Posted in | Quantum Physics

Strong Field Problems in Quantum Theory

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The P.N.Lebedev Physical Institute of Russian Academy of Sciences, Moscow, and the National Research Tomsk State University have organized an international workshop on strong field problems in quantum theory.

While a semi-standard description of strong fields has been accounted in the quantum theory when treated as background or external fields, the existence of these fields creates nontrivial quantum effects, namely the Hawking black-hole radiation, the Klein paradox, as well as the generation of effects from the vacuum of positron-electron pairs via supercritical Coulomb and external electric fields.

As such, a nonperturbative consideration is required by these effects for their description within the scope of relativistic quantum mechanics and at times, even within the quantum field theory where background fields are involved.

Physicists J.Schwinger, R.Feynman, P.A.M.Dirac, in addition to many other scientists, have laid these theoretical foundations in their corresponding works.

Recently, much attention was given to the application of these theories and their related quantum effects to condensed matter physics, astrophysics, and high-energy physics, in particular the physics of nanostructures, including graphene.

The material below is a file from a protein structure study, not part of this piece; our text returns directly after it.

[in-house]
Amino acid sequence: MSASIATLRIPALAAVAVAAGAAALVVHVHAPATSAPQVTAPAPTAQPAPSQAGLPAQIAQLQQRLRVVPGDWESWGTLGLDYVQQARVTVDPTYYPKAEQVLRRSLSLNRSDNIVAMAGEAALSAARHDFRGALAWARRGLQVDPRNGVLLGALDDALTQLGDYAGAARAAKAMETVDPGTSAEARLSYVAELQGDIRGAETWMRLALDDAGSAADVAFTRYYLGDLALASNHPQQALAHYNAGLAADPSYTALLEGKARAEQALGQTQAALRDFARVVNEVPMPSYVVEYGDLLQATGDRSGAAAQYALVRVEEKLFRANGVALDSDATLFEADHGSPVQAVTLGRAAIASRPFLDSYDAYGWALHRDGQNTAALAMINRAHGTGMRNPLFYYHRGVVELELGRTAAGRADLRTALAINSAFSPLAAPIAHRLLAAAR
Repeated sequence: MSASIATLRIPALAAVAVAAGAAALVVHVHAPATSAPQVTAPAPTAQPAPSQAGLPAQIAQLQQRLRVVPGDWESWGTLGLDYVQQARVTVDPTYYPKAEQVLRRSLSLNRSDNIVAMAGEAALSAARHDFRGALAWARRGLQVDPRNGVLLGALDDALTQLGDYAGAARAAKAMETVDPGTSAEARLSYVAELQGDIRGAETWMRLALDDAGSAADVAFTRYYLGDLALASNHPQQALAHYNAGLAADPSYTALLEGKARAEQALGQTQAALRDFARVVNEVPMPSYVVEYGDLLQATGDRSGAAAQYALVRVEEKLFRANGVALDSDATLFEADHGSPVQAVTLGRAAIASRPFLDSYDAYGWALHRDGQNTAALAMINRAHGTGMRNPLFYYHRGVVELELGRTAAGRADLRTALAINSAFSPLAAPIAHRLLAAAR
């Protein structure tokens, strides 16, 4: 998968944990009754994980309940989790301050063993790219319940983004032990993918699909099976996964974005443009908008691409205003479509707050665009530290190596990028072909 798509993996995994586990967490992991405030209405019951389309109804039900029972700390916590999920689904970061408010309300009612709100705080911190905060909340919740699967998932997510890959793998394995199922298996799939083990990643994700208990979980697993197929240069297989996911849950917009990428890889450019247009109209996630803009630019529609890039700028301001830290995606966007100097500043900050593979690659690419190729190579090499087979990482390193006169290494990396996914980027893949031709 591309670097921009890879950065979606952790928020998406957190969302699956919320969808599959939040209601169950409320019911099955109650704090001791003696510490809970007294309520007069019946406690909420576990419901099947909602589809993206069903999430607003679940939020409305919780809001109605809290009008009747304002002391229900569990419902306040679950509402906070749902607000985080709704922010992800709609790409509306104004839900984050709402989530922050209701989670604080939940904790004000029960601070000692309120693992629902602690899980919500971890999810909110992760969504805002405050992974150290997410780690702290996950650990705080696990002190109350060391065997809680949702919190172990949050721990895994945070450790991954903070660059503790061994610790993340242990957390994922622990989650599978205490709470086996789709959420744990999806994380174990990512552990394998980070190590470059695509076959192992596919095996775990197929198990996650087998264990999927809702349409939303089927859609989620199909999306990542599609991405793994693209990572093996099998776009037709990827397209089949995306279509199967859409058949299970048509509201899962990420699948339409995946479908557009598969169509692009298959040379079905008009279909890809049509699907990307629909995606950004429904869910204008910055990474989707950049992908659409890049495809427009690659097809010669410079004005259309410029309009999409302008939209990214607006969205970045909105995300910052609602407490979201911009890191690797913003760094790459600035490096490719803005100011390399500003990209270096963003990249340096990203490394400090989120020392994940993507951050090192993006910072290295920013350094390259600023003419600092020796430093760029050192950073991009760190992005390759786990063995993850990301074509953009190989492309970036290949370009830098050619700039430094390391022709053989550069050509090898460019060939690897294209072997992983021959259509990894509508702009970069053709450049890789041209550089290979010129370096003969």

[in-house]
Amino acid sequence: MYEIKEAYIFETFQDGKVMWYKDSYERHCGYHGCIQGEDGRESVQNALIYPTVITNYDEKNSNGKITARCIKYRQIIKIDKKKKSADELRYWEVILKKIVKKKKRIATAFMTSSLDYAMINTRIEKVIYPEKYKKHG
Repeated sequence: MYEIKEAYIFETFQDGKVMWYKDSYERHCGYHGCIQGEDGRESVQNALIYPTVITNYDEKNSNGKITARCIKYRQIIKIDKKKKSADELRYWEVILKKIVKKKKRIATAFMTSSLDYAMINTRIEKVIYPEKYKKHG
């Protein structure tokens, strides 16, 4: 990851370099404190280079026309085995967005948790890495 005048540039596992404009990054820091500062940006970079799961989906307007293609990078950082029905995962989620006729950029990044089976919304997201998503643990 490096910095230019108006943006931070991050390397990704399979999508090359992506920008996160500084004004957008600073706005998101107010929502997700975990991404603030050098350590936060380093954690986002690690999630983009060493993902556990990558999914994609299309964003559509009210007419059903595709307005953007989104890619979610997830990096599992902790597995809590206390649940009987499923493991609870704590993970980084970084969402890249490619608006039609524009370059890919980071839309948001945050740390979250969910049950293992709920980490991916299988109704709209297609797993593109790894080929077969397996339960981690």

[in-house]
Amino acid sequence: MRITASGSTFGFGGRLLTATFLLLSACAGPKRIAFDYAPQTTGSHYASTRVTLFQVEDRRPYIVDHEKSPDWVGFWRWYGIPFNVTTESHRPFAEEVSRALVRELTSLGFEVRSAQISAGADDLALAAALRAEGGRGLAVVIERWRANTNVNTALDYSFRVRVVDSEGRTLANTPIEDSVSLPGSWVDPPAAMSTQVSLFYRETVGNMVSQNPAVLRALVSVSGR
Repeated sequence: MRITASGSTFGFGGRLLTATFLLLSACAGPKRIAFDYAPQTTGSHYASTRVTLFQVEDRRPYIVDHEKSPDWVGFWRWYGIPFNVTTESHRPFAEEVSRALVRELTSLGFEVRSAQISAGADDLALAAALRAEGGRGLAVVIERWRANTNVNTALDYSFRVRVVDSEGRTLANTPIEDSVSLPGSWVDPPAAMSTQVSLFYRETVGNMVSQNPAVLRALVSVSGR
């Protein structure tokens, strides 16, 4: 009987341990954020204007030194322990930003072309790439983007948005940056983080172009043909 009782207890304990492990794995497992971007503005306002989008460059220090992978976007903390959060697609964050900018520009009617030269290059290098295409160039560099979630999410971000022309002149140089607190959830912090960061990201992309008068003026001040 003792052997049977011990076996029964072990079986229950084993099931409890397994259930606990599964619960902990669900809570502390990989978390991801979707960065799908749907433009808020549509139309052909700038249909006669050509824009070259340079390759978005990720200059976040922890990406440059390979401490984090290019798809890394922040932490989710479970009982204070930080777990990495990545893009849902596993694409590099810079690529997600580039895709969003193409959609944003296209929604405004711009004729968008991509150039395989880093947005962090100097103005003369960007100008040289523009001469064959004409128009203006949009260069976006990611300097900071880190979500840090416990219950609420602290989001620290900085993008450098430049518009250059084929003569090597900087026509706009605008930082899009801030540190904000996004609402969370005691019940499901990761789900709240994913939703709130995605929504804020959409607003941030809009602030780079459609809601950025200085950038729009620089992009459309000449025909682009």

Despite the fact that these effects and their associated applications have been discussed in detail at a number of meetings from time to time, the theory is still inherent with many issues that have not been resolved yet.

The workshop presented the much-needed platform to discuss the current issues of the nonperturbative quantum field theory (QFT) technique to theories involving background fields. A few examples include the issues related to spontaneous generation of positron-electron pairs via supercritical Coulomb fields, and issues related to the extent of using nonperturbative QFT techniques to nanostructure and neutrino physics.

As such, unique effects pertaining to intense fields and other contributions dedicated to such issues are certainly welcome.

The workshop’s organizing bodies, Tomsk State University, Lebedev Institute along with Tomsk State Pedagogical University, significantly contributed to the work on quantum effects in intense fields in Russia and the former USSR.

In this regard, V.I.Ritus, A.I.Nikishov, A.E.Shabad , E.S.Fradkin, D.M.Gitman, I.A.Batalin, Sh.M.Shwartsman, V.G.Bagrov, S.P.Gavrilov, J.L.Buchbinder, and many of their students contributed to these theories.

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